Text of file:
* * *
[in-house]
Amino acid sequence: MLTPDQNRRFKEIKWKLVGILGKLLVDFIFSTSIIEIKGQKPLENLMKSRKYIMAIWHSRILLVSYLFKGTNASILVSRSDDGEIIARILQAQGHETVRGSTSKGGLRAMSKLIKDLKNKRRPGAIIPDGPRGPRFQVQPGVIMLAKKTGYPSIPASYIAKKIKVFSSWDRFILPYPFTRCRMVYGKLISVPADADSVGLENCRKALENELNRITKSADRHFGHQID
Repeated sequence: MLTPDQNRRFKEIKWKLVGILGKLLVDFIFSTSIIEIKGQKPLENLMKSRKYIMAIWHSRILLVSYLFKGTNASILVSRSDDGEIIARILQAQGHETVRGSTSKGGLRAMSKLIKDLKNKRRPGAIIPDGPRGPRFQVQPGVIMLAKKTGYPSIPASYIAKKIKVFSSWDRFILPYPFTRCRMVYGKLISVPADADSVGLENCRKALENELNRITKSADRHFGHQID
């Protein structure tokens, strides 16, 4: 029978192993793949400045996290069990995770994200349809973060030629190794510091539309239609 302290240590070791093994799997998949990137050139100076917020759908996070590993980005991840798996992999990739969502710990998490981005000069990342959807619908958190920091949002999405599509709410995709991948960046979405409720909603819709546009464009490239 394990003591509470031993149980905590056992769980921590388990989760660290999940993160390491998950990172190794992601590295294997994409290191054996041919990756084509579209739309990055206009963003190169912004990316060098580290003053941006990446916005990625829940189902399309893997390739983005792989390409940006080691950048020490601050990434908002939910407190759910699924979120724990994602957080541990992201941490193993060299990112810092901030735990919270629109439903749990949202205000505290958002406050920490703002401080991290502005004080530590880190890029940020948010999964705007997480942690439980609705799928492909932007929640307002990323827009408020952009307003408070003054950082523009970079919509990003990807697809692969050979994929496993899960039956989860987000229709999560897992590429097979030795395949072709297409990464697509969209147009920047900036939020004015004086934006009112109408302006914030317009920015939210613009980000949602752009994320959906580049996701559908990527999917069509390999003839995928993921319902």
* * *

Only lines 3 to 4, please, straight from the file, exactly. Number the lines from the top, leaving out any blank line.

Repeated sequence: MLTPDQNRRFKEIKWKLVGILGKLLVDFIFSTSIIEIKGQKPLENLMKSRKYIMAIWHSRILLVSYLFKGTNASILVSRSDDGEIIARILQAQGHETVRGSTSKGGLRAMSKLIKDLKNKRRPGAIIPDGPRGPRFQVQPGVIMLAKKTGYPSIPASYIAKKIKVFSSWDRFILPYPFTRCRMVYGKLISVPADADSVGLENCRKALENELNRITKSADRHFGHQID
């Protein structure tokens, strides 16, 4: 029978192993793949400045996290069990995770994200349809973060030629190794510091539309239609 302290240590070791093994799997998949990137050139100076917020759908996070590993980005991840798996992999990739969502710990998490981005000069990342959807619908958190920091949002999405599509709410995709991948960046979405409720909603819709546009464009490239 394990003591509470031993149980905590056992769980921590388990989760660290999940993160390491998950990172190794992601590295294997994409290191054996041919990756084509579209739309990055206009963003190169912004990316060098580290003053941006990446916005990625829940189902399309893997390739983005792989390409940006080691950048020490601050990434908002939910407190759910699924979120724990994602957080541990992201941490193993060299990112810092901030735990919270629109439903749990949202205000505290958002406050920490703002401080991290502005004080530590880190890029940020948010999964705007997480942690439980609705799928492909932007929640307002990323827009408020952009307003408070003054950082523009970079919509990003990807697809692969050979994929496993899960039956989860987000229709999560897992590429097979030795395949072709297409990464697509969209147009920047900036939020004015004086934006009112109408302006914030317009920015939210613009980000949602752009994320959906580049996701559908990527999917069509390999003839995928993921319902």